How Do Endophytes Help Plants?
Once we knew which bacteria could solubilize phosphate, we wanted to learn more about how their activity might benefit plants. To monitor phosphate uptake into plant roots, we grew small poplar trees (a few inches tall) in a food solution containing insoluble phosphate, with and without the endophytes WP5 and WP42. We looked at the roots with high-tech microscopes that allowed us to track the movement of phosphorus into the roots, and we also measured the plants’ production of certain proteins related to growth.
As expected, plants grown with the bacteria strains WP5 and WP42 took in more phosphate from the soil. Not only was there less insoluble phosphate left in the medium, but there was also more phosphorus inside the root (Figure 3). We observed several other changes as well. First, the plants “turned on” more genes related to metabolism in the presence of endophytes. This makes sense because the plants have more of the nutrients needed for growth when phosphorus is unlocked. Second, plants grown with endophytes also showed fewer molecules that indicate stress. Third, the roots of the plants treated with WP5 and WP42 were significantly larger, but with fewer fine root hairs. This is a sign that the plants without the bacterial helpers were stressed by lack of nutrients and were growing more roots to try to find more.
The story does not end when the insoluble phosphate becomes soluble and gets taken up into the roots. Because the plant is also taking up the calcium and other minerals along with the phosphorus, it turns out that these soluble phosphates can become “locked up” again inside the plant. While this might seem odd, it makes sense: the bacteria on the root surface primarily affect what happens on the outside of the root. The reason that the plants can use the phosphate once it is inside them is because the endophyte bacteria move inside the plant as well. We found that the endophytes WP5 and WP42, which are naturally found both inside and outside of the plant, are able to keep on helping the plant! Unlike most bacteria which are limited to the soil, the behavior of endophytes may help to keep phosphate available once it is inside the plant!
These are exciting results, and they bring us another step closer to fully understanding the relationship between plants and their microscopic friends. In the future, we hope that more farmers will harness the power of the bacteria that live on plants, so that they can rely less on chemical fertilizers. By adding the proper bacteria to plants, we may be able to help plants use the legacy phosphorus that is already in the soil. The end goal is to find ways of making essential nutrients available to plants without needing to apply chemical fertilizers that pollute the natural world around us. Until then, keep an eye out in the great outdoors, and remember: for much of the plant and animal growth you can see, you have got microbes to thank!
This research was supported by the Strategic Science Area intramural program at the Environmental Molecular Sciences Laboratory (EMSL), a DOE Office of Science User Facility sponsored by the Office of Biological and Environmental Research and operated under Contract No. DE-AC05-76RL01830. Experiments performed at the ALS were supported by the DOE Office of Science under contract No. DE-AC02-05CH11231, experiments at the APS experiments were funded by the DOE Office of Science under contract No. DE-AC02-06CH11357. Microbial experiments were performed with funding from the Byron and Alice Lockwood Foundation.
Phosphorus: ↑ The 15th element of the periodic table. Phosphorus is an essential nutrient for all forms of life. Humans and other animals get our phosphorus from the food we eat. Plants get their phosphorus from the soil around their roots.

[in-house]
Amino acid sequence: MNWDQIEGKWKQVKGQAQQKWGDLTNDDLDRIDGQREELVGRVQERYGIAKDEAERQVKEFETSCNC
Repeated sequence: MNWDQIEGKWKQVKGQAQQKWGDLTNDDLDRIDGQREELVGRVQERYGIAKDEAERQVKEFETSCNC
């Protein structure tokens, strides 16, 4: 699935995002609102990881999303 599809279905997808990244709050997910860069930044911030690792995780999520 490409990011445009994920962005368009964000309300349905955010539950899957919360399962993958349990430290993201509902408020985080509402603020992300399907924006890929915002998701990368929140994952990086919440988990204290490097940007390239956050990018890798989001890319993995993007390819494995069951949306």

Phosphate Ion: ↑ A phosphorus atom with a negative charge. Phosphate ions are typically bound to positively charged ions. For example, calcium phosphate is made up of calcium ions bound to phosphate ions.
Insoluble: ↑ Unable to be dissolved in a liquid. Something that is soluble can be dissolved.
Legacy Phosphorus: ↑ Phosphorus left over in agricultural fields from years of applying phosphorus-based fertilizers. Since plants only use some of the fertilizer, legacy phosphorus is often present at high levels in the environment.
Mutualism: ↑ A relationship between organisms of different species, in which each organism benefits.
Endophytes: ↑ An organism that lives inside a plant in a mutualistic relationship. Endophytes can contribute to many aspects of plant health, including nutrient availability, drought tolerance, and resistance to disease.
Strains: ↑ A lineage of genetically identical bacteria. All bacteria within a strain can trace their ancestry back to the same single cell. A strain is similar to a species, but more specific like a variety of the species.
Negative Control: ↑ A measurement in an experiment performed without the experimental treatment. In this experiment, our negative control was the plants grown without endophyte bacteria.
Conflict of Interest
The authors declare that the research was conducted in the absence of any commercial or financial relationships that could be construed as a potential conflict of interest.
Original Source Article
↑Varga, T., Hixson, K. K., Ahkami, A. H., Sher, A. W., Barnes, M. E., Chu, R. K., et al. 2020. Endophyte-promoted phosphorus solubilization in populus. Front. Plant Sci. 11:567918. doi: 10.3389/fpls.2020.567918
 ↑ Cordell, D., Drangert, J-O., and White, S. 2009. The story of phosphorus: global food security and food for thought. Glob. Environ. Change 19:292–305. doi: 10.1016/j.gloenvcha.2008.10.009
 ↑ Ma, L., Ma, W. Q., Velthof, G. L., Wang, F. H., Qin, W., Zhang, F. S., et al. 2016. Modeling nutrient flows in the food chain of China. J. Environ. Quality 39:1279–89. doi: 10.2134/jeq2009.0403
 ↑ van Dijk, K. C., Lesschen, J. P., and Oenema, O. 2016. Phosphorus flows and balances of the European Union Member States. Sci. Tot. Environ. 542:1078–93. doi: 10.1016/j.scitotenv.2015.08.048
 ↑ Varga, T., Hixson, K. K., Ahkami, A. H., Sher, A. W., Barnes, M. E., Chu, R. K., et al. 2020. Endophyte-promoted phosphorus solubilization in populus. Front. Plant Sci. 11:567918. doi: 10.3389/fpls.2020.567918